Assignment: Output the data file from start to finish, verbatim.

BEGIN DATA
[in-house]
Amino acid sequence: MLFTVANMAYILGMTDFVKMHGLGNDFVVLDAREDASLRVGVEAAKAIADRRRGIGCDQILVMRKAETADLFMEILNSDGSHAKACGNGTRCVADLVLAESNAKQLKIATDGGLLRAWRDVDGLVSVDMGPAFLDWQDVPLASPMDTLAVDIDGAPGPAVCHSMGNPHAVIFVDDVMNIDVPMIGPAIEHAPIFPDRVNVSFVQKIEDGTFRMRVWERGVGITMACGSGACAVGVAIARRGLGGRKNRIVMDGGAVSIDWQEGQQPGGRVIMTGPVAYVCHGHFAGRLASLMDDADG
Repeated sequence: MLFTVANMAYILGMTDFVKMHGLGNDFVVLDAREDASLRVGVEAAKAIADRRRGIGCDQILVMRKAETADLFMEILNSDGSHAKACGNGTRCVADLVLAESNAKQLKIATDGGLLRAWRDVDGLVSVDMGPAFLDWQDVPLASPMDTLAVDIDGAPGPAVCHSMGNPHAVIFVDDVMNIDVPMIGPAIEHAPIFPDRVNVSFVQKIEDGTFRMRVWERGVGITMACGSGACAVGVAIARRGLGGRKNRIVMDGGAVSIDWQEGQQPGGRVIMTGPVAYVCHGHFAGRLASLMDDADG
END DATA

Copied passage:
[in-house]
Amino acid sequence: MLFTVANMAYILGMTDFVKMHGLGNDFVVLDAREDASLRVGVEAAKAIADRRRGIGCDQILVMRKAETADLFMEILNSDGSHAKACGNGTRCVADLVLAESNAKQLKIATDGGLLRAWRDVDGLVSVDMGPAFLDWQDVPLASPMDTLAVDIDGAPGPAVCHSMGNPHAVIFVDDVMNIDVPMIGPAIEHAPIFPDRVNVSFVQKIEDGTFRMRVWERGVGITMACGSGACAVGVAIARRGLGGRKNRIVMDGGAVSIDWQEGQQPGGRVIMTGPVAYVCHGHFAGRLASLMDDADG
Repeated sequence: MLFTVANMAYILGMTDFVKMHGLGNDFVVLDAREDASLRVGVEAAKAIADRRRGIGCDQILVMRKAETADLFMEILNSDGSHAKACGNGTRCVADLVLAESNAKQLKIATDGGLLRAWRDVDGLVSVDMGPAFLDWQDVPLASPMDTLAVDIDGAPGPAVCHSMGNPHAVIFVDDVMNIDVPMIGPAIEHAPIFPDRVNVSFVQKIEDGTFRMRVWERGVGITMACGSGACAVGVAIARRGLGGRKNRIVMDGGAVSIDWQEGQQPGGRVIMTGPVAYVCHGHFAGRLASLMDDADG